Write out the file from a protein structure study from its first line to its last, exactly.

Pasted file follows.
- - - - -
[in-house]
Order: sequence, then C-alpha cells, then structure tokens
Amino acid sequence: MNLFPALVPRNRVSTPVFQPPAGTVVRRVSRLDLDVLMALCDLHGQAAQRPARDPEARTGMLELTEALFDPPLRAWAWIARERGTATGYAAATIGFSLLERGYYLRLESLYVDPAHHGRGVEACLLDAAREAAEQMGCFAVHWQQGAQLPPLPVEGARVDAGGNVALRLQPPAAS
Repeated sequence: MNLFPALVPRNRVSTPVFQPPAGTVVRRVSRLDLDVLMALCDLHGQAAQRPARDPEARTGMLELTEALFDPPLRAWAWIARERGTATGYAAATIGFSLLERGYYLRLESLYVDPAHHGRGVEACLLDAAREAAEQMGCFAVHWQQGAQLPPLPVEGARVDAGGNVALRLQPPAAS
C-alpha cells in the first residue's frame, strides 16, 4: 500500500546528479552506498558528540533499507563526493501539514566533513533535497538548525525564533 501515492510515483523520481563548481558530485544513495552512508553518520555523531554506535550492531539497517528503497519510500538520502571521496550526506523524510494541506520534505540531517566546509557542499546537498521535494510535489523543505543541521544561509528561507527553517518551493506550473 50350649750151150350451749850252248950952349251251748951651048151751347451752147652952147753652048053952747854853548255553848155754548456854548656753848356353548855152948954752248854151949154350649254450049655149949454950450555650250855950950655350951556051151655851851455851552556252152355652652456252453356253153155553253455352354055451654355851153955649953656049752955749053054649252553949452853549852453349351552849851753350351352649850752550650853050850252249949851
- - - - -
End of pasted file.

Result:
[in-house]
Order: sequence, then C-alpha cells, then structure tokens
Amino acid sequence: MNLFPALVPRNRVSTPVFQPPAGTVVRRVSRLDLDVLMALCDLHGQAAQRPARDPEARTGMLELTEALFDPPLRAWAWIARERGTATGYAAATIGFSLLERGYYLRLESLYVDPAHHGRGVEACLLDAAREAAEQMGCFAVHWQQGAQLPPLPVEGARVDAGGNVALRLQPPAAS
Repeated sequence: MNLFPALVPRNRVSTPVFQPPAGTVVRRVSRLDLDVLMALCDLHGQAAQRPARDPEARTGMLELTEALFDPPLRAWAWIARERGTATGYAAATIGFSLLERGYYLRLESLYVDPAHHGRGVEACLLDAAREAAEQMGCFAVHWQQGAQLPPLPVEGARVDAGGNVALRLQPPAAS
C-alpha cells in the first residue's frame, strides 16, 4: 500500500546528479552506498558528540533499507563526493501539514566533513533535497538548525525564533 501515492510515483523520481563548481558530485544513495552512508553518520555523531554506535550492531539497517528503497519510500538520502571521496550526506523524510494541506520534505540531517566546509557542499546537498521535494510535489523543505543541521544561509528561507527553517518551493506550473 50350649750151150350451749850252248950952349251251748951651048151751347451752147652952147753652048053952747854853548255553848155754548456854548656753848356353548855152948954752248854151949154350649254450049655149949454950450555650250855950950655350951556051151655851851455851552556252152355652652456252453356253153155553253455352354055451654355851153955649953656049752955749053054649252553949452853549852453349351552849851753350351352649850752550650853050850252249949851